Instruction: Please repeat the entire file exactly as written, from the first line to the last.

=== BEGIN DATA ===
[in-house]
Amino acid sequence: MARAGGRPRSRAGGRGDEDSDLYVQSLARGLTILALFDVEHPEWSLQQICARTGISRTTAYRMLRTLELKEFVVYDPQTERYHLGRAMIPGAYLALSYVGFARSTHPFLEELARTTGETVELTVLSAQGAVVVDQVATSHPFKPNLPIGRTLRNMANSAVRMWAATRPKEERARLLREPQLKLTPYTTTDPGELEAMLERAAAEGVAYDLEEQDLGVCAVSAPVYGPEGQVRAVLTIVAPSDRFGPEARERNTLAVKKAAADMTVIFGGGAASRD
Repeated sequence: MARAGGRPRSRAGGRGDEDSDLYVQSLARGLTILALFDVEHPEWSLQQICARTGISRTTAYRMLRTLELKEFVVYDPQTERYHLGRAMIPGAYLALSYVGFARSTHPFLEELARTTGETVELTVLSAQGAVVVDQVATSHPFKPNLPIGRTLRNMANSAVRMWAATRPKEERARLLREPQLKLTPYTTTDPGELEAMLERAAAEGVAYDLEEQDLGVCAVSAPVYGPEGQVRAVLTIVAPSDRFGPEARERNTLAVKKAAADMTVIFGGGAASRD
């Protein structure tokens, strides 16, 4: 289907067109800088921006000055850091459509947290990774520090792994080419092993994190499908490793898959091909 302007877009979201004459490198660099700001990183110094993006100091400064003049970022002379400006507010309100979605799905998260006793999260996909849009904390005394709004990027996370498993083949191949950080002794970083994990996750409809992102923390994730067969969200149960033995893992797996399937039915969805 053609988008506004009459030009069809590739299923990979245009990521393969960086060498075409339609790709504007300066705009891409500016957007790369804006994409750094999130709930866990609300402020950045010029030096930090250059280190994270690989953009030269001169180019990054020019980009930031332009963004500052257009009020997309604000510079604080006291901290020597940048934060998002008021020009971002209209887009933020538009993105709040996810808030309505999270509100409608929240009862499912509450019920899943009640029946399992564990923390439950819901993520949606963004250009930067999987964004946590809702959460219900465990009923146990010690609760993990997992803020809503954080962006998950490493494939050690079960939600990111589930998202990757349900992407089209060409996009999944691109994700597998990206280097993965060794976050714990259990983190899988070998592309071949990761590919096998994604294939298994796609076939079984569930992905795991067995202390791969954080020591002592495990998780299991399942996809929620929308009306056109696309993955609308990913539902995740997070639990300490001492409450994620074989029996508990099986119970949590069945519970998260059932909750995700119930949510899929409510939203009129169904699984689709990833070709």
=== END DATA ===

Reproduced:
[in-house]
Amino acid sequence: MARAGGRPRSRAGGRGDEDSDLYVQSLARGLTILALFDVEHPEWSLQQICARTGISRTTAYRMLRTLELKEFVVYDPQTERYHLGRAMIPGAYLALSYVGFARSTHPFLEELARTTGETVELTVLSAQGAVVVDQVATSHPFKPNLPIGRTLRNMANSAVRMWAATRPKEERARLLREPQLKLTPYTTTDPGELEAMLERAAAEGVAYDLEEQDLGVCAVSAPVYGPEGQVRAVLTIVAPSDRFGPEARERNTLAVKKAAADMTVIFGGGAASRD
Repeated sequence: MARAGGRPRSRAGGRGDEDSDLYVQSLARGLTILALFDVEHPEWSLQQICARTGISRTTAYRMLRTLELKEFVVYDPQTERYHLGRAMIPGAYLALSYVGFARSTHPFLEELARTTGETVELTVLSAQGAVVVDQVATSHPFKPNLPIGRTLRNMANSAVRMWAATRPKEERARLLREPQLKLTPYTTTDPGELEAMLERAAAEGVAYDLEEQDLGVCAVSAPVYGPEGQVRAVLTIVAPSDRFGPEARERNTLAVKKAAADMTVIFGGGAASRD
């Protein structure tokens, strides 16, 4: 289907067109800088921006000055850091459509947290990774520090792994080419092993994190499908490793898959091909 302007877009979201004459490198660099700001990183110094993006100091400064003049970022002379400006507010309100979605799905998260006793999260996909849009904390005394709004990027996370498993083949191949950080002794970083994990996750409809992102923390994730067969969200149960033995893992797996399937039915969805 053609988008506004009459030009069809590739299923990979245009990521393969960086060498075409339609790709504007300066705009891409500016957007790369804006994409750094999130709930866990609300402020950045010029030096930090250059280190994270690989953009030269001169180019990054020019980009930031332009963004500052257009009020997309604000510079604080006291901290020597940048934060998002008021020009971002209209887009933020538009993105709040996810808030309505999270509100409608929240009862499912509450019920899943009640029946399992564990923390439950819901993520949606963004250009930067999987964004946590809702959460219900465990009923146990010690609760993990997992803020809503954080962006998950490493494939050690079960939600990111589930998202990757349900992407089209060409996009999944691109994700597998990206280097993965060794976050714990259990983190899988070998592309071949990761590919096998994604294939298994796609076939079984569930992905795991067995202390791969954080020591002592495990998780299991399942996809929620929308009306056109696309993955609308990913539902995740997070639990300490001492409450994620074989029996508990099986119970949590069945519970998260059932909750995700119930949510899929409510939203009129169904699984689709990833070709």